Elon Musk’s BFR/Starship resembles those designs, but not our of engineering nostalgia. Stainless steel is their go-to material for good reasons, as Ryan Whitwam of Extreme Tech Explains.

“SpaceX is working on the initial prototype of the Starship rocket (formerly BFR) that could eventually carry people to the moon and Mars. However, CEO Elon Musk recently announced a significant design revision that seems counterintuitive at first. Instead of aluminum and carbon fiber, the company has decided to build the Starship out of stainless steel. Now, he’s explaining why. “

“Elon Musk Explains Why the Starship Will Be Stainless Steel” By Ryan Whitwam on January 24, 2019 at 8:17 am (https://www.extremetech.com/extreme/284346-elon-musk-explains-why-the-starship-will-be-stainless-steel

Do I Need to Redesign My Website?

Went looking for writers on WordPress, the agenda being to follow them, and when it is appropriate, quote them on the site to get exposure for my website. I found “26 Best Minimalist WordPress Themes for Writers,” which indicates websites that are better for reading and easy to manage.
I suspect that I need to research writers’ websites and make mine more like theirs.

What am I Waiting For?

I have four complete novels, along with my writing, I am going to edit them and get them ready for Beta Readers and publishing.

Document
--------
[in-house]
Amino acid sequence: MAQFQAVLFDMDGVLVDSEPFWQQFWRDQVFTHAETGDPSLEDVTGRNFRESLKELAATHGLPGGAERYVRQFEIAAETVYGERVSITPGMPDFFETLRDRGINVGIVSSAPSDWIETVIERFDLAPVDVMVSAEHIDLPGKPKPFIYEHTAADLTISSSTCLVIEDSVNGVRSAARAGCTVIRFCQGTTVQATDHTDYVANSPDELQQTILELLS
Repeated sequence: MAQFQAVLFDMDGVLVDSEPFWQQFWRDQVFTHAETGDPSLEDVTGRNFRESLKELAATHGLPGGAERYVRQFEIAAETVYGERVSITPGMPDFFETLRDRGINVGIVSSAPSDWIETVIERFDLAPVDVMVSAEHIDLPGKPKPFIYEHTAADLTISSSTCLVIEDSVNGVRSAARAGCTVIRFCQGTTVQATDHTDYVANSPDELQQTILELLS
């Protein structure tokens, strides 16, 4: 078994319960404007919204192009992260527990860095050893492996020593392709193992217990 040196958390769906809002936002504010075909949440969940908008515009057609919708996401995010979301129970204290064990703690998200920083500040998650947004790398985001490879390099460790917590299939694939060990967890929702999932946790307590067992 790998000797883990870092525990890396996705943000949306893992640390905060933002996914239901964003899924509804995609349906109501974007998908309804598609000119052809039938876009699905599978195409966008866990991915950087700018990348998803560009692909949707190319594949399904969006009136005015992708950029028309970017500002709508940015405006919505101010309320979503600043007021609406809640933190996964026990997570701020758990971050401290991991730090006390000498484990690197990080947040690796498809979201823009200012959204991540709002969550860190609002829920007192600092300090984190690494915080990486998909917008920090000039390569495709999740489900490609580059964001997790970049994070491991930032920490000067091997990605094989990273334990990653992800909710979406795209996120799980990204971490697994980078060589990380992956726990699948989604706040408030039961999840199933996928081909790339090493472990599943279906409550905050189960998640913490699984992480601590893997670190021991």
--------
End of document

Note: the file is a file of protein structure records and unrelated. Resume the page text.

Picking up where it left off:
A Writer on Any Given Sunday

Photo by Plush Design Studio on Unsplash

Wake, and …
Suspicion creeps down my neck.
Not a thinking day. No!
A lark day.
A play day.
A crawl back in bed and mess around day.
Chores, wait till tomorrow.
Hobbies, paint yourself.
Writers deserve days off.
Right?
No stress.
No worries.
Hakuna ma watch-u-ma-call-it
And all that jazz.
So what if …
I left a character
A breath from death
No clue how to live.
An alien shadow
Outside of time
Creeping through the pores in his skin.
I stopped yesterday, not knowing how to save him.
Should I kill him?
Why not?
Abel Ruse, not real.
Not breathing, hoping,
I know what color of underwear he wears.
I know he has the hots for Gaia,
And thinks he is in love.
Not old enough to know
Love from lust?
Or is there a difference.
And he’s changing.
Oh, my!
And the change scares him
More than the knife
Literally at his throat.
How can I desert someone
Living in my head for months
When I know his hopes, dreams,
That his frozen thought
“What color of panties does Gaia wear?”
Not knowing if he will ever know.
Because real people never know
Until the knife at their throat
Cuts.
And then, nothing…

Hard-Earned Writing Wisdom

Does this owl make me look wise?
Photo by Jessy Paston on Unsplash

“Good things happen to those who work at it, but never in a hurry. “
Frank Darbe expressing his sense of frustration by paraphrasing an old proverb.

“Hurry up and Wait is a thing.”
Old Navy saying Frank Darbe relearns every freaking day of his life.